Not surprising perhaps, a foreign national reporting on local issues, cannot be expected to have a 100% grasp of the subject matter, right?
Wrong, in my considered opinion. If the intern or even an exchange programme journalist posted to a Nairobi media house has had relevant prior training, then they have a reasonable capacity to do a professional job.
In any case, such trainees are not just allowed a free hand but are guided every step of the way by experienced editors or news producers. So why should it be automatically assumed they cannot relate in a sufficient manner, with local issues they have been assigned to write or report about?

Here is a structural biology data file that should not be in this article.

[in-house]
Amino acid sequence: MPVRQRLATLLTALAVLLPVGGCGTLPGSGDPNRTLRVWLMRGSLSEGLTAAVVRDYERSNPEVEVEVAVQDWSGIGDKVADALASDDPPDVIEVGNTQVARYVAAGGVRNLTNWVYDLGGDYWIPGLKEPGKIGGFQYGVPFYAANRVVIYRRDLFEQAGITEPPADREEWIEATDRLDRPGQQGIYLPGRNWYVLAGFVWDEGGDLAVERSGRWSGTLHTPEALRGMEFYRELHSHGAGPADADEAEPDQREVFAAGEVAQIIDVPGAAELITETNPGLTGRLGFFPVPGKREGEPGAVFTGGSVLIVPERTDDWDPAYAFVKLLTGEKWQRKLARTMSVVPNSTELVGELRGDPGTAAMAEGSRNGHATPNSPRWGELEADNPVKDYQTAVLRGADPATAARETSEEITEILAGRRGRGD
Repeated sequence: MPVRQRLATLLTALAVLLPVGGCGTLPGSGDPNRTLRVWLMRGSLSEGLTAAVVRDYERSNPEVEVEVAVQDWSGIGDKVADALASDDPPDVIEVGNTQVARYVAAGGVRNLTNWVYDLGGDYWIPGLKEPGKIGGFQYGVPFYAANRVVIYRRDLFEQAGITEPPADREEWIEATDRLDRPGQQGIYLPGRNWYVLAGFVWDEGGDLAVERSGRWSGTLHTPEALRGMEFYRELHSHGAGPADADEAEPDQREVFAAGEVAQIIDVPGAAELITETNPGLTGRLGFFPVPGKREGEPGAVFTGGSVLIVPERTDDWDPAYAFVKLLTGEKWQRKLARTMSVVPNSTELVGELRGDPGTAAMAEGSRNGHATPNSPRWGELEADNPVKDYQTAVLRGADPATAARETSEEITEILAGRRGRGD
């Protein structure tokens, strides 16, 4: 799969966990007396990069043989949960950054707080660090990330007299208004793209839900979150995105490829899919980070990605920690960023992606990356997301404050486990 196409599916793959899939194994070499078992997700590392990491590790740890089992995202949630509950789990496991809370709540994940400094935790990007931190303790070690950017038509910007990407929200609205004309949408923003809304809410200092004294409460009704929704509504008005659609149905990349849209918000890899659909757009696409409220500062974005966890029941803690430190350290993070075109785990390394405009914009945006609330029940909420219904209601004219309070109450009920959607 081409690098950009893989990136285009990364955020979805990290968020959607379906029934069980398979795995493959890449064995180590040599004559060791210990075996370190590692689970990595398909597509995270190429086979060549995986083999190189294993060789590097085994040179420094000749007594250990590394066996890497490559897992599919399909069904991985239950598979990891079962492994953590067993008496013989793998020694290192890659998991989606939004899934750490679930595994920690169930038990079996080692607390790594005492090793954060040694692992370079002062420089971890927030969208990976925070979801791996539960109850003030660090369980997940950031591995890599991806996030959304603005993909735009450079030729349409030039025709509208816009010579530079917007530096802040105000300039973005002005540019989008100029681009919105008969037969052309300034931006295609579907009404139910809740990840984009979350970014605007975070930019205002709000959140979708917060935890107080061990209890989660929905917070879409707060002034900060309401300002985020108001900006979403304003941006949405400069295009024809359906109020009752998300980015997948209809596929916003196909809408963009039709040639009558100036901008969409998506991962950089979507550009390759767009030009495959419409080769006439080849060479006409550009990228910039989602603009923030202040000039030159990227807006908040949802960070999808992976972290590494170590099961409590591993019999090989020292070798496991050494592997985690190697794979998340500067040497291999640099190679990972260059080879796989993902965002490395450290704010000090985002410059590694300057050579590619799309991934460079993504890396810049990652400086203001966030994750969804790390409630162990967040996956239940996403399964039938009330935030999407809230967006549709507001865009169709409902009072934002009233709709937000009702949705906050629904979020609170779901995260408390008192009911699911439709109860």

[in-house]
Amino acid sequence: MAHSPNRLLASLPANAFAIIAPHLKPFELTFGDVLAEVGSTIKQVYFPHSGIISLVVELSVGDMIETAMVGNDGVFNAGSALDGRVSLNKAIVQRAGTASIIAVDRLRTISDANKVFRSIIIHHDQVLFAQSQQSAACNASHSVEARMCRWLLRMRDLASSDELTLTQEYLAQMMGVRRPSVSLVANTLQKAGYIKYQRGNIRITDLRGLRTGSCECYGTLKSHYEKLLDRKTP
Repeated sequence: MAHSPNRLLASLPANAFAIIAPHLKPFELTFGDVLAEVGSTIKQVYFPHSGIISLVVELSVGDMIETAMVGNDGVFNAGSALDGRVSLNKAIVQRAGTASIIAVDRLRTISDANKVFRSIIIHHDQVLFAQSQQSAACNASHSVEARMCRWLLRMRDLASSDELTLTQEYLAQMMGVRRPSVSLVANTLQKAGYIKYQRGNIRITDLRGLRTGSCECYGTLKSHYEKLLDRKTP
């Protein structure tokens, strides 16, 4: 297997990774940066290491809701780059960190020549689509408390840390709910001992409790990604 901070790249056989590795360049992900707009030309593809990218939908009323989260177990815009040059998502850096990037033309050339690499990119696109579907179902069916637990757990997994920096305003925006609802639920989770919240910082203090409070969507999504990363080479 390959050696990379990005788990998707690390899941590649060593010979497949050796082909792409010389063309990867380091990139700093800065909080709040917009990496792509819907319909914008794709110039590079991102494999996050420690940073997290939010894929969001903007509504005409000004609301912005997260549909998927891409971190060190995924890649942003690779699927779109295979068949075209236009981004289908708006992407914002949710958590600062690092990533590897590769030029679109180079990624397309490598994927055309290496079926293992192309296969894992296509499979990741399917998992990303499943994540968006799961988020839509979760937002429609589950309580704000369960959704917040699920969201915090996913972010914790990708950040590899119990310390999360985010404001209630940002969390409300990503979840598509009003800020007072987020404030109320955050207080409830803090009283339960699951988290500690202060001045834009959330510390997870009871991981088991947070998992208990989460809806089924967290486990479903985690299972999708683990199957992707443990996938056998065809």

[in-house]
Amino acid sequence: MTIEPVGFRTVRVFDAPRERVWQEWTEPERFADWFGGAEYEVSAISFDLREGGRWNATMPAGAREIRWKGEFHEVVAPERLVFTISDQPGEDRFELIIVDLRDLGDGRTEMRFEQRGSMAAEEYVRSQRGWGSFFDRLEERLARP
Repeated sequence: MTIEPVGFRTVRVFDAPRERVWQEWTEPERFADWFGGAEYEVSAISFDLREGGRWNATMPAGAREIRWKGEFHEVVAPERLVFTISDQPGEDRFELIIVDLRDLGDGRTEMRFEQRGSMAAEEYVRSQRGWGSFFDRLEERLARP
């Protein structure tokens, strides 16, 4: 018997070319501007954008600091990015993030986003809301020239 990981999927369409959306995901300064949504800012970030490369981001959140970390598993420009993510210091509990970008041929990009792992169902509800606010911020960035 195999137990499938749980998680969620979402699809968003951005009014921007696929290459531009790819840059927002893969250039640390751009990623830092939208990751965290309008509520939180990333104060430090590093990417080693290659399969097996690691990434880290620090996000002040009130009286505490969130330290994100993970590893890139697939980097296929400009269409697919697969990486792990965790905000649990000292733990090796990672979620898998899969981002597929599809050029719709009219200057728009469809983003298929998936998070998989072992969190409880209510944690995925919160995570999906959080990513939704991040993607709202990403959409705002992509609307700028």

Moreover, is the colour of one's skin such a big deal that a white trainee will be viewed as having taken up an opportunity that should have been accorded a 'more' deserving local resident? I think not.
A Local Kenyan Story, as Reported by Canadian Lisa Weighton
Unless of course the debate is taken through the narrow paths of racial profiling, historical subjugation or post-colonial hang-ups and supremacists polemics. In any case, Kenya is a multicultural society and fast becoming multi-racial to a critical extent.
And as argued by Robert Hernandez:
"If we don't reflect our communities....if we don't listen to others outside of our own individual communities, we've missed the point of journalism."Now therein is a gem worth memorising.